By John Schaffner
Declaring that Buckhead is in “a very good state of health… probably as sound as any community in the country,” Buckhead Coalition President Sam Massell told more than 150 members and guests of the Buckhead Business Association Feb. 14 that any talk of seceding from Atlanta “is an ugly proposal with racial connotations, which will devastate the city.”
The former Atlanta mayor, in delivering his annual “State of Buckhead” address to the business group said, “although Buckhead is very much a destination in its own right, we must never lose sight of the fact we are part of the whole city.
“It’s true we have only 15 percent of Atlanta’s population and we occupy only 20 percent of its land, but we pay approximately 45 percent of its ad valorem taxes. So there’s no question about our value to Atlanta,” Massell explained. “How would you like to see the headline in the New York Times “Atlanta Bankrupt?” What would that do to development? Would you ever see another developer start anything in Atlanta if that happened?”
He said equally troubling is the proposal that would take part of Fulton County — including or excluding Buckhead — and make it a new county. “The ramifications (would be) devastating,” he stated.
“Both of these ought to be opposed,” Massell said. “It might sound sexy to have your own city, but we are getting along just fine. Buckhead is booming.”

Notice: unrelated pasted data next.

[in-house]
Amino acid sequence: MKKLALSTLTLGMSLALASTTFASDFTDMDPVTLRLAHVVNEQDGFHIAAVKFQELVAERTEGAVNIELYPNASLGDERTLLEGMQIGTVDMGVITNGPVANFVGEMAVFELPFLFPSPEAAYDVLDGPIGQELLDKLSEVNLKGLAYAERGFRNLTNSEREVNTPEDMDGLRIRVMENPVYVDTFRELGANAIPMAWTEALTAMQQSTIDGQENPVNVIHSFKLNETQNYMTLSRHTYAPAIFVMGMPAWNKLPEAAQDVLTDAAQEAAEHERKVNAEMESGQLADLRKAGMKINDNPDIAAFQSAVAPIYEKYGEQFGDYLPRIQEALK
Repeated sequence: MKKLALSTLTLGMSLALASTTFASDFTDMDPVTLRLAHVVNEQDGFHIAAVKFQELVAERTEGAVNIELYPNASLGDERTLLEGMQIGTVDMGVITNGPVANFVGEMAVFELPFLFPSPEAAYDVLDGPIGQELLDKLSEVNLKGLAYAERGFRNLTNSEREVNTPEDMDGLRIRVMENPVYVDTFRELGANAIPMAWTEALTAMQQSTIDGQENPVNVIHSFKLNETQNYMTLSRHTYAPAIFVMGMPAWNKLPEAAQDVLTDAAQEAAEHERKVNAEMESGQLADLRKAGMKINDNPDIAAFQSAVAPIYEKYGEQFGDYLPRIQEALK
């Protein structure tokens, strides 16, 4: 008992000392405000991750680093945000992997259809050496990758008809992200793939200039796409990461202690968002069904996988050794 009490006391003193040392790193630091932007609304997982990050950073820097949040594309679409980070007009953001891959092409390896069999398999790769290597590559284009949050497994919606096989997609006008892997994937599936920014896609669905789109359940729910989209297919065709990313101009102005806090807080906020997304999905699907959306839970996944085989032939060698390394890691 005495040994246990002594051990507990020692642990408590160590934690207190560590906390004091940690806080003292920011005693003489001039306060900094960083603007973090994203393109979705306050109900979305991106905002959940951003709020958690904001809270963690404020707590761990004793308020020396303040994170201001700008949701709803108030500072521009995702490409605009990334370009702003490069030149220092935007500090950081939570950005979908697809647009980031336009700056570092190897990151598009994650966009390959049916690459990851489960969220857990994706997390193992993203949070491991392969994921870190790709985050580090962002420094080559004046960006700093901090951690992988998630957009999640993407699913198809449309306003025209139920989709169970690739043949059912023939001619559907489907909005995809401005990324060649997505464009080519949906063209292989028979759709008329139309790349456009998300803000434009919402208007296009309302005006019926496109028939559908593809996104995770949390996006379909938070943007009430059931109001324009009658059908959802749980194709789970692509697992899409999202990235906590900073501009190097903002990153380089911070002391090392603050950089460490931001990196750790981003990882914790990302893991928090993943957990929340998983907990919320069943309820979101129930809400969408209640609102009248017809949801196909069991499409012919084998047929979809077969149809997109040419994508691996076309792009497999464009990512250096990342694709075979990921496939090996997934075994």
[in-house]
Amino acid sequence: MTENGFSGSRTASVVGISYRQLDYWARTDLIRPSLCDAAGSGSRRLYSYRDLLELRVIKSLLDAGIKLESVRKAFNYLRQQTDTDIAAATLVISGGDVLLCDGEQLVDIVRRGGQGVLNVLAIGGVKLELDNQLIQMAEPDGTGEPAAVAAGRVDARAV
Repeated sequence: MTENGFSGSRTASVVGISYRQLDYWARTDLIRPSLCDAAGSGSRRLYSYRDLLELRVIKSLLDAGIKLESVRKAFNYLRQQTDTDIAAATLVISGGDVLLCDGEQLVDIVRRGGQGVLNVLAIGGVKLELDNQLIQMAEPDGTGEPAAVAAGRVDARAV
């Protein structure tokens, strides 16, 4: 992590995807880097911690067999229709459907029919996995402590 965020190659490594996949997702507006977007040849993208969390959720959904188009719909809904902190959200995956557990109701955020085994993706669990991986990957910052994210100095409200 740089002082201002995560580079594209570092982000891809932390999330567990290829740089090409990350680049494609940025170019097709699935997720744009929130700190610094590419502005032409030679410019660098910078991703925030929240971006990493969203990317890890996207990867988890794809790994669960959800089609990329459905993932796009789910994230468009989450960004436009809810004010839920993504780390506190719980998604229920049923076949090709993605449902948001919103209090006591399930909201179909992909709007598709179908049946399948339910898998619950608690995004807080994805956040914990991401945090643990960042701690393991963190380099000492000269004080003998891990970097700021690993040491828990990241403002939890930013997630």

Massell told the standing room only crowd at Anthony’s restaurant on Piedmont Road, “central downtown is the seat of city, state, county and federal government operations and houses our national sports teams. Midtown is the cultural center for Atlanta. Both areas are important to our community.”
Responding to a question from the audience about the proposed streetcar line on Peachtree Road, Massell said, “I am not giving the position of the Buckhead Coalition, because we have some members who are very staunch supporters of the streetcar and some who are vehemently opposed to it.”
Massell explained the Portland streetcar is very successful.
“In Portland they say it has generated some development. If you ran a streetcar down Stewart Avenue it would generate some development,” he said. “But running a streetcar down Peachtree is not going to generate development.”
Massell said the sticking point is bringing back overhead wiring.
“Everybody was so pleased when I was mayor in 1972 when we got rid of the overhead wires. How is a streetcar going to run over a metal plate?” he asked.
“We have the Peach bus that does everything that streetcar can do,” Massell explained. “It goes from Buckhead to Midtown to downtown seven days a week from 6:00 a.m. to 1:00 a.m. It can go over those metal plates. It can go around an accident; it can even reroute. Streetcars can’t do that.”
But the unofficial mayor of Buckhead, said, “What really irritates most people is that they are going to tax you for it — tax everybody who lives along that route within a few blocks on either side, even people living in condos and apartments. They are talking about a project that has gone anywhere from $300 million to $800 million. That bus is not costing you anything. MARTA is paying for that.”
Since there was more opposition than there was support for it, he said the decision had been made not to develop a streetcar in Buckhead.
On the subject of city government, Massell urged the audience to pay close attention early on to the 2009 elections. In all, 26 seats are up for grabs and will introduce a new mayor, city council members, president of council and board of education.
“There might be people in this very room — or friends of yours — who should be encouraged to run for public office,” Massell said. “There is no greater way, in my opinion, to make a contribution to your fellow man.”